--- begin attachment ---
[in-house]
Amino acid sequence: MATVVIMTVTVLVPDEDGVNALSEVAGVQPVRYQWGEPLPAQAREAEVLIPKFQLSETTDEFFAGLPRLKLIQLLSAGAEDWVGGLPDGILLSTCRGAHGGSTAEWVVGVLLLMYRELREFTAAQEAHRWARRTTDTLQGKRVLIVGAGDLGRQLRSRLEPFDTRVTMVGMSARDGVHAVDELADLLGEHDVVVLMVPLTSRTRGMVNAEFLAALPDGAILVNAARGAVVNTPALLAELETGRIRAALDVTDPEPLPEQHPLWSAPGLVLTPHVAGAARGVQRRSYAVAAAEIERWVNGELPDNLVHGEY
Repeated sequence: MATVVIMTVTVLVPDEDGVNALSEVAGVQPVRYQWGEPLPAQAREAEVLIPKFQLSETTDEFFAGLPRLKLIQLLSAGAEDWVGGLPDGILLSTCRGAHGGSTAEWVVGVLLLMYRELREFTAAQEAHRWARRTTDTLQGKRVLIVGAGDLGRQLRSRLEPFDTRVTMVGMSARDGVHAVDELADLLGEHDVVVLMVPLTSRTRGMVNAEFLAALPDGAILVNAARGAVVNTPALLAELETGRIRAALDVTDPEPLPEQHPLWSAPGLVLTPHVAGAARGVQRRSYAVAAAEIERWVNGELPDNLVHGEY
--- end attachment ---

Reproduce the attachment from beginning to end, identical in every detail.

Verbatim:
[in-house]
Amino acid sequence: MATVVIMTVTVLVPDEDGVNALSEVAGVQPVRYQWGEPLPAQAREAEVLIPKFQLSETTDEFFAGLPRLKLIQLLSAGAEDWVGGLPDGILLSTCRGAHGGSTAEWVVGVLLLMYRELREFTAAQEAHRWARRTTDTLQGKRVLIVGAGDLGRQLRSRLEPFDTRVTMVGMSARDGVHAVDELADLLGEHDVVVLMVPLTSRTRGMVNAEFLAALPDGAILVNAARGAVVNTPALLAELETGRIRAALDVTDPEPLPEQHPLWSAPGLVLTPHVAGAARGVQRRSYAVAAAEIERWVNGELPDNLVHGEY
Repeated sequence: MATVVIMTVTVLVPDEDGVNALSEVAGVQPVRYQWGEPLPAQAREAEVLIPKFQLSETTDEFFAGLPRLKLIQLLSAGAEDWVGGLPDGILLSTCRGAHGGSTAEWVVGVLLLMYRELREFTAAQEAHRWARRTTDTLQGKRVLIVGAGDLGRQLRSRLEPFDTRVTMVGMSARDGVHAVDELADLLGEHDVVVLMVPLTSRTRGMVNAEFLAALPDGAILVNAARGAVVNTPALLAELETGRIRAALDVTDPEPLPEQHPLWSAPGLVLTPHVAGAARGVQRRSYAVAAAEIERWVNGELPDNLVHGEY